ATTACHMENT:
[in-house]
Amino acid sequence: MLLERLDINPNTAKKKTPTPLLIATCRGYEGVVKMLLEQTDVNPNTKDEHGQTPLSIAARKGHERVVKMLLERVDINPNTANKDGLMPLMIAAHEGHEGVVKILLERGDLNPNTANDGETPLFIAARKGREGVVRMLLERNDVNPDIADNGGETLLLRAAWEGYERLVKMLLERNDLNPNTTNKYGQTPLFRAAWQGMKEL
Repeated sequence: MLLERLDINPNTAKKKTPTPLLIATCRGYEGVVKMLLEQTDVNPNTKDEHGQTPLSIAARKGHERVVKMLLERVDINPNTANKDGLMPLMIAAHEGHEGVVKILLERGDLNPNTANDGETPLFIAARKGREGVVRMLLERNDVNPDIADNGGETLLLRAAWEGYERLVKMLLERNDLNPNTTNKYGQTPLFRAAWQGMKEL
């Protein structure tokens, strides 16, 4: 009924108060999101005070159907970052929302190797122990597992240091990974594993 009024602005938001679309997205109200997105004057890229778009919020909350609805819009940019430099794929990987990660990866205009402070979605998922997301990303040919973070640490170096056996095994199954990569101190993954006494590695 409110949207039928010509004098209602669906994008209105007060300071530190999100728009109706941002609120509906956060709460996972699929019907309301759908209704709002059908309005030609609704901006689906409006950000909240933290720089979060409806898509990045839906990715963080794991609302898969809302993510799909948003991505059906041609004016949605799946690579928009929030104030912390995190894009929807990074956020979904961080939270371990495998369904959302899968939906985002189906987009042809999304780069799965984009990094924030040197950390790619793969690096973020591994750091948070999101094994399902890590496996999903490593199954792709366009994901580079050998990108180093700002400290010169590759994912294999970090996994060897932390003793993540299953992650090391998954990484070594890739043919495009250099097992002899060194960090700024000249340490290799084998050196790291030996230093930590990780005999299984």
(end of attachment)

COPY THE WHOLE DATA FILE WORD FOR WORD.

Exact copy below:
[in-house]
Amino acid sequence: MLLERLDINPNTAKKKTPTPLLIATCRGYEGVVKMLLEQTDVNPNTKDEHGQTPLSIAARKGHERVVKMLLERVDINPNTANKDGLMPLMIAAHEGHEGVVKILLERGDLNPNTANDGETPLFIAARKGREGVVRMLLERNDVNPDIADNGGETLLLRAAWEGYERLVKMLLERNDLNPNTTNKYGQTPLFRAAWQGMKEL
Repeated sequence: MLLERLDINPNTAKKKTPTPLLIATCRGYEGVVKMLLEQTDVNPNTKDEHGQTPLSIAARKGHERVVKMLLERVDINPNTANKDGLMPLMIAAHEGHEGVVKILLERGDLNPNTANDGETPLFIAARKGREGVVRMLLERNDVNPDIADNGGETLLLRAAWEGYERLVKMLLERNDLNPNTTNKYGQTPLFRAAWQGMKEL
């Protein structure tokens, strides 16, 4: 009924108060999101005070159907970052929302190797122990597992240091990974594993 009024602005938001679309997205109200997105004057890229778009919020909350609805819009940019430099794929990987990660990866205009402070979605998922997301990303040919973070640490170096056996095994199954990569101190993954006494590695 409110949207039928010509004098209602669906994008209105007060300071530190999100728009109706941002609120509906956060709460996972699929019907309301759908209704709002059908309005030609609704901006689906409006950000909240933290720089979060409806898509990045839906990715963080794991609302898969809302993510799909948003991505059906041609004016949605799946690579928009929030104030912390995190894009929807990074956020979904961080939270371990495998369904959302899968939906985002189906987009042809999304780069799965984009990094924030040197950390790619793969690096973020591994750091948070999101094994399902890590496996999903490593199954792709366009994901580079050998990108180093700002400290010169590759994912294999970090996994060897932390003793993540299953992650090391998954990484070594890739043919495009250099097992002899060194960090700024000249340490290799084998050196790291030996230093930590990780005999299984």